In almost every UN story, there is layer upon layer of absurdity and conundrum. So it is with the chemical weapons samples that just turned up in a UN office cabinet in New York.
There are plenty of questions raised by the UN disclosure Thursday that the UN’s former weapons inspectors for Saddam Hussein’s Iraq, who staff a special outfit called UNMOVIC — Hans Blix’s stomping grounds from 2000-2003 –failed to notice until just last week that for more than a decade they’d been storing in a cabinet in their own New York office samples of phosgene — a chemical weapons agent which kills by collapsing your lungs and choking you to death. That follows the discovery earlier this year that the UN Development Program had been keeping counterfeit U.S. cash for more than a decade in its Pyongyang office safe. So what else has the UN got in its closets? That’s the subject of my column today on NRO, suggesting Secretary-General Ban Ki-moon redeem his broken pledge to hold an independent audit of the entire $20-billion-per-year UN global system, which after more than six decades of no serious oversight is by now about as safe and dependable as a suicide-bomber’s backpack.
But there is, of course, much more to the UNMOVIC story itself. Along with such questions as who carried phosgene into the U.S., and then into the UNMOVIC office in midtown Manhattan, and how, I keep wondering what on earth these weapons inspectors for Iraq have been doing for most of the past decade? UNMOVIC was set up originally under a different name, UNSCOM, in 1991, as part of the UN efforts to contain Saddam after the UN – Desert Storm coalition forced him back out of Kuwait, but left him in power in Baghdad. The UN aim was to keep tabs on Saddam Hussein’s arsenal, on the ground, in Iraq. But in late 1998, Saddam kicked out the UN inspectors. They were allowed back into Iraq for a brief stretch before the 2003 overthrow of Saddam. After that, the inspectors who went in were David Kay and Charles Duelfer from the U.S.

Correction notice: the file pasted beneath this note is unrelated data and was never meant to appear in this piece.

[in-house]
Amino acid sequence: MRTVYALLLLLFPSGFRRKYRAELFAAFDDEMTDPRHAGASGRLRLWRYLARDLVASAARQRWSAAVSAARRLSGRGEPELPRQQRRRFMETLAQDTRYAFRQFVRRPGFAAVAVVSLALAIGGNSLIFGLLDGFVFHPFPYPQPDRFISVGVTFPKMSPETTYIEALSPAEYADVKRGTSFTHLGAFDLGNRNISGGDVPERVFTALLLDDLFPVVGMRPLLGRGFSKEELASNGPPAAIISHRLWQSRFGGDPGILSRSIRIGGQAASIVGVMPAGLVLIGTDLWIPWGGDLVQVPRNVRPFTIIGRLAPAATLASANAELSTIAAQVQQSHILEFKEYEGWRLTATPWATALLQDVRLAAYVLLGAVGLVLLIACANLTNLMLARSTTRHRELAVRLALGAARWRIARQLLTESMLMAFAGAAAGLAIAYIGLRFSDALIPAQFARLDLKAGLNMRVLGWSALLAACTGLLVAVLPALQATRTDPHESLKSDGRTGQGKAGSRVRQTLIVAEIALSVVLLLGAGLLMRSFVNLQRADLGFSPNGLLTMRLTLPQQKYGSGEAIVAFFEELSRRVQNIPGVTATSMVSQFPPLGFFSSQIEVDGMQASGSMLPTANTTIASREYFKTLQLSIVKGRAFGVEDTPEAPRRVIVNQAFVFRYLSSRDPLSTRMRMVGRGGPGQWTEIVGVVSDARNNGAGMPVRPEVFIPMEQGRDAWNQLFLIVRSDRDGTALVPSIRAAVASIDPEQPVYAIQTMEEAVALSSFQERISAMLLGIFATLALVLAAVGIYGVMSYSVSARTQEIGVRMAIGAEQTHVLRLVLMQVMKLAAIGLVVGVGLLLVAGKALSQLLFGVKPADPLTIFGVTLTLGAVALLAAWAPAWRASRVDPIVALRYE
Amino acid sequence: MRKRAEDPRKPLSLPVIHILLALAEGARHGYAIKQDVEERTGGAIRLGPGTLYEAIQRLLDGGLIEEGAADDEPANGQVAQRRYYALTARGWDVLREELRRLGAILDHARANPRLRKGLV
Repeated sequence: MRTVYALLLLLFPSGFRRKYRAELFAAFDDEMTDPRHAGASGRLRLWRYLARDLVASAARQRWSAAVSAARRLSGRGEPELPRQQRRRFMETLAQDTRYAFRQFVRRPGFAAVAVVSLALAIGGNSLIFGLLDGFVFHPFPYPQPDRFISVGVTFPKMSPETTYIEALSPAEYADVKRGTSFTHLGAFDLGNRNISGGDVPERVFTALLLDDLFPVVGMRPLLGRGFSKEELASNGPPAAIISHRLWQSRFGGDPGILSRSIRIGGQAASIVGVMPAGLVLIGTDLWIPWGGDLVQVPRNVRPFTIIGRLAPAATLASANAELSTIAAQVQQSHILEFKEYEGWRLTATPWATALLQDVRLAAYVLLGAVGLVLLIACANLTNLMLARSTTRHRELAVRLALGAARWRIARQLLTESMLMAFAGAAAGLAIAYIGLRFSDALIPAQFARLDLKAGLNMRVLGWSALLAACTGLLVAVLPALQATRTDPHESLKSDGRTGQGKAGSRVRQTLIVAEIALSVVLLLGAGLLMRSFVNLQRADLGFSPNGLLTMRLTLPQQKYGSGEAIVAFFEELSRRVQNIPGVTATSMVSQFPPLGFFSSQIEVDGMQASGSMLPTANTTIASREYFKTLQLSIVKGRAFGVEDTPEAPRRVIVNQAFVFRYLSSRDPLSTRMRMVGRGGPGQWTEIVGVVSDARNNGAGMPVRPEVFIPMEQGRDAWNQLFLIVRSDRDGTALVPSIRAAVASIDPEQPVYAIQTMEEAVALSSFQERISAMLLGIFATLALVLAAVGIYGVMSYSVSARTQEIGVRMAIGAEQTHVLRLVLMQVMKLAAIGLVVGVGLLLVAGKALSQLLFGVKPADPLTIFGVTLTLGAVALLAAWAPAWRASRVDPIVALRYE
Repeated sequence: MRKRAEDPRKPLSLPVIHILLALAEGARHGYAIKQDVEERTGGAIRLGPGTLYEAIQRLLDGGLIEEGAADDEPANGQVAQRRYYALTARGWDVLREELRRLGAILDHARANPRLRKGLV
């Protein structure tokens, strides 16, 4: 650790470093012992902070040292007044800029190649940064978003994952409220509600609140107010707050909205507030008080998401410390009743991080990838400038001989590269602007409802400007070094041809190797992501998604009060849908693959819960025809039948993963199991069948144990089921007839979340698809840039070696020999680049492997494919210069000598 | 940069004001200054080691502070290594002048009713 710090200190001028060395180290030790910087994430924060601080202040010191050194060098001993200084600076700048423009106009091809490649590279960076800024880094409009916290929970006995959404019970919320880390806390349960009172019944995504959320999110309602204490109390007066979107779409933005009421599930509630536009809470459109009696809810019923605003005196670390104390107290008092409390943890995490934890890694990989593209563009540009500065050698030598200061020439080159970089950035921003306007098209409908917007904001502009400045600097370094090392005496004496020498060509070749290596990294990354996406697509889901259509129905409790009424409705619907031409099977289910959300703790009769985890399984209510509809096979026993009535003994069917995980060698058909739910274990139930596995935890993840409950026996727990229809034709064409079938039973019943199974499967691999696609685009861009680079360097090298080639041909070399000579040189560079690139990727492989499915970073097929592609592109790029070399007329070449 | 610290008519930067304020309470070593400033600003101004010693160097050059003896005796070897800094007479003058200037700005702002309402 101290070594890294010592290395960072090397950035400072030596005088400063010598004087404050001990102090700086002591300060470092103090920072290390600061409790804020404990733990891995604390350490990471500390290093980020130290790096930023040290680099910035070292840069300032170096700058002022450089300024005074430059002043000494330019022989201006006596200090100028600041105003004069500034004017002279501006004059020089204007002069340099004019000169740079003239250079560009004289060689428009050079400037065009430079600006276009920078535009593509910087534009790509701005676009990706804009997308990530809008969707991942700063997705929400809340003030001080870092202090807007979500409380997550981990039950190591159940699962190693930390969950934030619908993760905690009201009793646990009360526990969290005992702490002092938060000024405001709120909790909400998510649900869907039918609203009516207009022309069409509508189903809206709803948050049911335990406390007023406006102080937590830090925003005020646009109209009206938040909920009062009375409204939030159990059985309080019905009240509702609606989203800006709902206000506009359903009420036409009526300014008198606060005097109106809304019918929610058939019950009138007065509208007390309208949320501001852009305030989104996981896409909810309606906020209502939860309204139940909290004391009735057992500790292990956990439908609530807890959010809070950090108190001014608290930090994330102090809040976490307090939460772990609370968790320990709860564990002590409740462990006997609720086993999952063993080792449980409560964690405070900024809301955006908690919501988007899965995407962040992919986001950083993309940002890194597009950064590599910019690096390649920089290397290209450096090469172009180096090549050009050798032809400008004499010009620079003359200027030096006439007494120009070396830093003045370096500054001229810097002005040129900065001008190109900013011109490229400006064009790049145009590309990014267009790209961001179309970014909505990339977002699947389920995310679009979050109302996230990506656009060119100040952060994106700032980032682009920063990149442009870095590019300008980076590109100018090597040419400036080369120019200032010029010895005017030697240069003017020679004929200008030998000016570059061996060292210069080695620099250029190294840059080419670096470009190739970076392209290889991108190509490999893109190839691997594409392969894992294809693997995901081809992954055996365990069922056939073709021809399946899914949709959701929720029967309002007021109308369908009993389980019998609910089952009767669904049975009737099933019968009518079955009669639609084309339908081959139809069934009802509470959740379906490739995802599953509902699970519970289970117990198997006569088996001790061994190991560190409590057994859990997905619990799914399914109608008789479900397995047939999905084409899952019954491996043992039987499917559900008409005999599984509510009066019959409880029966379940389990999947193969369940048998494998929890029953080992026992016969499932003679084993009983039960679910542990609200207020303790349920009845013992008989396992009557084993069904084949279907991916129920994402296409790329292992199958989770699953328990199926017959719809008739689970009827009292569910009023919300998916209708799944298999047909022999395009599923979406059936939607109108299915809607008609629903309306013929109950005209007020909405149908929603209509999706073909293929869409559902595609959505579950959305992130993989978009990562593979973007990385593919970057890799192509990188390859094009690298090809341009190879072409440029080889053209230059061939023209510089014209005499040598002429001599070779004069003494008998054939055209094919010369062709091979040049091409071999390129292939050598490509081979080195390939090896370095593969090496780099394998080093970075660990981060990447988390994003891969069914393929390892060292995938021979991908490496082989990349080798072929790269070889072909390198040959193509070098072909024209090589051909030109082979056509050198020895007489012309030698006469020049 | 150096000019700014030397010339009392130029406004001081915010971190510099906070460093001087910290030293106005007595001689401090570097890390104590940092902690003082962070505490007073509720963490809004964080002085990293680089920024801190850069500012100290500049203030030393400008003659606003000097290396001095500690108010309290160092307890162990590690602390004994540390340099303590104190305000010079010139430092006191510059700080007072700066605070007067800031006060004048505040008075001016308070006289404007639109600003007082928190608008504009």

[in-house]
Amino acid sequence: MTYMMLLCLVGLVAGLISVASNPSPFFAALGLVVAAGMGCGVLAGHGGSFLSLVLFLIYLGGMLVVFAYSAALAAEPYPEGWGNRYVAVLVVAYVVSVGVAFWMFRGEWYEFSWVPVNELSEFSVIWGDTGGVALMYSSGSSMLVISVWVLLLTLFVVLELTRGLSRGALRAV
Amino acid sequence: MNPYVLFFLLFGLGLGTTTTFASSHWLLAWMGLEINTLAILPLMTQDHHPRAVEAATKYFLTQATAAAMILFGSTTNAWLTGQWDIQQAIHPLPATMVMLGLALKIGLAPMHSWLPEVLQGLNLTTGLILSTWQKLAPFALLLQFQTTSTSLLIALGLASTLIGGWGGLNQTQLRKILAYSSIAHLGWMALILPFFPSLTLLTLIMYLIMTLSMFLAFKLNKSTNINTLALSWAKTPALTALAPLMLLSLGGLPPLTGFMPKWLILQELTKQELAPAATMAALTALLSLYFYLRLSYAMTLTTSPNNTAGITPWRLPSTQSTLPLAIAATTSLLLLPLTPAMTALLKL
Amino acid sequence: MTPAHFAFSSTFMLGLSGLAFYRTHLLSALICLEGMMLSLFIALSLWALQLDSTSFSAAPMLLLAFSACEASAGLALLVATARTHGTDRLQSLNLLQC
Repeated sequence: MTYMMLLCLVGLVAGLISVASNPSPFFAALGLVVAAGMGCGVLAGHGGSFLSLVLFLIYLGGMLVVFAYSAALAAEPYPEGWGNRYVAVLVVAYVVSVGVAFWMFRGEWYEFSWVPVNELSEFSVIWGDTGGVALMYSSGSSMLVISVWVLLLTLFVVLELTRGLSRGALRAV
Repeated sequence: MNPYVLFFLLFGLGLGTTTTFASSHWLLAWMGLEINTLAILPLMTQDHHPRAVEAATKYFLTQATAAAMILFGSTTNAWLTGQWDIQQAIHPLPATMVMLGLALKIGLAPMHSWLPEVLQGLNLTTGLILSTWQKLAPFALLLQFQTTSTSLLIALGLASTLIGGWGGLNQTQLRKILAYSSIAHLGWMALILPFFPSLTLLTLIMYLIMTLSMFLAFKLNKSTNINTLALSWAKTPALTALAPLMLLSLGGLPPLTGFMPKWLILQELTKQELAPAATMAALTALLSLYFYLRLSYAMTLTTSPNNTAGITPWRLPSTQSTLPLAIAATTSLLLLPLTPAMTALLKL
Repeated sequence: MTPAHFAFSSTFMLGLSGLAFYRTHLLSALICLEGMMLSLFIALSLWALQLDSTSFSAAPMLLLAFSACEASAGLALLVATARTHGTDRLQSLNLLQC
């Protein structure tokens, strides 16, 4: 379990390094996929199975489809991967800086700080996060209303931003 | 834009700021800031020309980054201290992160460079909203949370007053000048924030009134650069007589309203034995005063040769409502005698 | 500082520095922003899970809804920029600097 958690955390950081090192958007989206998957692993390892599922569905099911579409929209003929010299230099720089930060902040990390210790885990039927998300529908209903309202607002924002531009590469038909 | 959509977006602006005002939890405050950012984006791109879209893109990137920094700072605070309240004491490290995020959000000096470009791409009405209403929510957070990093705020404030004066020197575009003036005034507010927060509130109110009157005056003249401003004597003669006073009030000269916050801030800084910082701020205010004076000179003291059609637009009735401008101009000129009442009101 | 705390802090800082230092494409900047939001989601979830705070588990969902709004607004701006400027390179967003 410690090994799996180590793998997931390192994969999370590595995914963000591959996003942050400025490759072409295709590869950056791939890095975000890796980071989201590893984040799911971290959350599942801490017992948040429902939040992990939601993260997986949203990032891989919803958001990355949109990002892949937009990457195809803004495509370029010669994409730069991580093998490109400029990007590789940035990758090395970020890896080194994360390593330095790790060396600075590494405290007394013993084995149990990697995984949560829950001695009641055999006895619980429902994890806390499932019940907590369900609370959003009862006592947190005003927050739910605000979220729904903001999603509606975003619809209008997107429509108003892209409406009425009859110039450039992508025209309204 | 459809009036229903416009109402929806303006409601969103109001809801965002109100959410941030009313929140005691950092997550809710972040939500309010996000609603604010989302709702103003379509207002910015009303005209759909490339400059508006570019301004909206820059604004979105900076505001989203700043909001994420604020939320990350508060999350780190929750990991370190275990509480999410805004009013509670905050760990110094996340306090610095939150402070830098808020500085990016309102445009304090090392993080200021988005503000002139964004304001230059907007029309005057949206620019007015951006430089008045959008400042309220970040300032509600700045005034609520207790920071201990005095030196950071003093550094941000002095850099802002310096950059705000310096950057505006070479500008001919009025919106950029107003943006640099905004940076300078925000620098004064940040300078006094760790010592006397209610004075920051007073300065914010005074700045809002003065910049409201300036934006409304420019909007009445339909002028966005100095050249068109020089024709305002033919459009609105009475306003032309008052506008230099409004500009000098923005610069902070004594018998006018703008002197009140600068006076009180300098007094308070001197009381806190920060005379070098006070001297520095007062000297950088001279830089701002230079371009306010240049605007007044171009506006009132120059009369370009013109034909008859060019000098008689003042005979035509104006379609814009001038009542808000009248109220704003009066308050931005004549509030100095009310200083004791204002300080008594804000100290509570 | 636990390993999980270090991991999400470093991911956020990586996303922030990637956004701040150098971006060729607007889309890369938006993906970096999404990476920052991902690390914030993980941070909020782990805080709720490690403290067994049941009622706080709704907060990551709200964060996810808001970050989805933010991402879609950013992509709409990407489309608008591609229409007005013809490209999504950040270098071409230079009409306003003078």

UNMOVIC inspectors lingered on in places such as Cyprus and New York, bankrolled on the UN payroll with leftover Iraqi Oil-for-Food revenues, waiting for the Security Council to decide what to do with them. Only this June, four years after Saddam fell, did the Security Council finally vote to disband the operation.
So, for all but a few months out of the past nine years, from 1998-2007, UNMOVIC has not been the oufit inspecting weapons on the ground in Iraq. What have they been doing? I stopped by their offices in New York late last year, specifically to ask that question. They were busy reviewing and cataloguing and observing from afar and waiting to find out what, if anything, they were going to do next. They had a lot of fancy equipment, and a nice view of the East River. They also had plenty of money to pay for whatever they were doing — under Oil-for-Food, the weapons inspections were funded with a .8% cut of Saddam’s more than $64 billion in official oil sales — which worked out to the whopping sum of more than $500 million.
But somehow, over all those years, with all that time, and all that money, they never got around to taking a full inventory of their own cabinets until just last week? Whatever else this phosgene flap is about, it’s one more glaring example of why it’s insane to give any more money to the UN before demanding a full, independent stock-taking that would tell us, for the first time ever, what they’re really doing with what they’ve already got.